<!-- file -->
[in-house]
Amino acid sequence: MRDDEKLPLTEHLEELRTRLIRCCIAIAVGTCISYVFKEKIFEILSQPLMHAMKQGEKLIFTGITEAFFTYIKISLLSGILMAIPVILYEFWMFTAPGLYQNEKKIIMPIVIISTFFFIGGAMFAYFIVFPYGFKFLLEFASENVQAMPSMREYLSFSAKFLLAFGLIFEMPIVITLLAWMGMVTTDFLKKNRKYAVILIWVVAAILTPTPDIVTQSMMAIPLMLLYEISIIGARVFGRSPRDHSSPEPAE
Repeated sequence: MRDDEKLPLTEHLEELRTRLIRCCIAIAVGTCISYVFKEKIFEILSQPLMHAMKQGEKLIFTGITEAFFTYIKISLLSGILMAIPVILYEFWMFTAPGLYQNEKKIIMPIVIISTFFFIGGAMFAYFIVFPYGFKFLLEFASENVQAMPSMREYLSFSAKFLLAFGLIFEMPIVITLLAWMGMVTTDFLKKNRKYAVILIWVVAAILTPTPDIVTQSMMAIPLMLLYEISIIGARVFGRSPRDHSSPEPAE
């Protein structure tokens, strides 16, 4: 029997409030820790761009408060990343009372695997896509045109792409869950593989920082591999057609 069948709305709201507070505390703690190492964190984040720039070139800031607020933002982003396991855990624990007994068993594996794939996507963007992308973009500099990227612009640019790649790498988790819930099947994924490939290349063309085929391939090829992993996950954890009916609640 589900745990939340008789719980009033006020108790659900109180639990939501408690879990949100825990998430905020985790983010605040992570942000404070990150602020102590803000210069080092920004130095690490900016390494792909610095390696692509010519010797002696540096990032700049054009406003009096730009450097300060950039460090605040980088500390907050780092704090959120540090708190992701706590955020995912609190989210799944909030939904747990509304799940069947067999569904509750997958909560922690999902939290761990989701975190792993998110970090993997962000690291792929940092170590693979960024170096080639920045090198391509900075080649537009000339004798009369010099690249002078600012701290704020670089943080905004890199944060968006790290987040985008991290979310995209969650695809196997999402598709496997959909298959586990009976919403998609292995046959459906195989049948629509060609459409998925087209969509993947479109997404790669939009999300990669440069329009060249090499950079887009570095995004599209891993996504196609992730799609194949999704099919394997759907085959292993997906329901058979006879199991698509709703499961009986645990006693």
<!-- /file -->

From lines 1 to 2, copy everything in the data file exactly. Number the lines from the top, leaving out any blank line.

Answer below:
[in-house]
Amino acid sequence: MRDDEKLPLTEHLEELRTRLIRCCIAIAVGTCISYVFKEKIFEILSQPLMHAMKQGEKLIFTGITEAFFTYIKISLLSGILMAIPVILYEFWMFTAPGLYQNEKKIIMPIVIISTFFFIGGAMFAYFIVFPYGFKFLLEFASENVQAMPSMREYLSFSAKFLLAFGLIFEMPIVITLLAWMGMVTTDFLKKNRKYAVILIWVVAAILTPTPDIVTQSMMAIPLMLLYEISIIGARVFGRSPRDHSSPEPAE